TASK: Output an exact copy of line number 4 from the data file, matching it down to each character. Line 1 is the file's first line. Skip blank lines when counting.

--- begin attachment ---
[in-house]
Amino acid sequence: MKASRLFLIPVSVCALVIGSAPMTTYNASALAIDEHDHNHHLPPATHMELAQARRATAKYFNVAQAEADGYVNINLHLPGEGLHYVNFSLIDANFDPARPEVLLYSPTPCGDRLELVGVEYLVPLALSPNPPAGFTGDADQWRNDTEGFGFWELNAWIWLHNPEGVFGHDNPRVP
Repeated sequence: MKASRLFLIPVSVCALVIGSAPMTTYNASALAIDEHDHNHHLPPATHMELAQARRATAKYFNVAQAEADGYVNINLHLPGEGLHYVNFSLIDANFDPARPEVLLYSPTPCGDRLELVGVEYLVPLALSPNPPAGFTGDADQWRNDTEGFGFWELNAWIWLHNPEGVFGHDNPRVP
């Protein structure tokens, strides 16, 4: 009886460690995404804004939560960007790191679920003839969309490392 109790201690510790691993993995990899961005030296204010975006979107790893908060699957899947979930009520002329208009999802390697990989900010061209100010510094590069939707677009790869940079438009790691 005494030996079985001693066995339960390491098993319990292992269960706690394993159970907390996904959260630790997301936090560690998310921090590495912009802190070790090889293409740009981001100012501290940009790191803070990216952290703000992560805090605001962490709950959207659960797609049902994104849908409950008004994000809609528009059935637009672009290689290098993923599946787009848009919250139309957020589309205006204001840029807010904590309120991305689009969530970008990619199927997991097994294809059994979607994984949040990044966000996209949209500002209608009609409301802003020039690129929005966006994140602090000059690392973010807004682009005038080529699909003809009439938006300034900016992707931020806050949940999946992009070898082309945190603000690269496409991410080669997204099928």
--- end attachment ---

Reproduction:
């Protein structure tokens, strides 16, 4: 009886460690995404804004939560960007790191679920003839969309490392 109790201690510790691993993995990899961005030296204010975006979107790893908060699957899947979930009520002329208009999802390697990989900010061209100010510094590069939707677009790869940079438009790691 005494030996079985001693066995339960390491098993319990292992269960706690394993159970907390996904959260630790997301936090560690998310921090590495912009802190070790090889293409740009981001100012501290940009790191803070990216952290703000992560805090605001962490709950959207659960797609049902994104849908409950008004994000809609528009059935637009672009290689290098993923599946787009848009919250139309957020589309205006204001840029807010904590309120991305689009969530970008990619199927997991097994294809059994979607994984949040990044966000996209949209500002209608009609409301802003020039690129929005966006994140602090000059690392973010807004682009005038080529699909003809009439938006300034900016992707931020806050949940999946992009070898082309945190603000690269496409991410080669997204099928």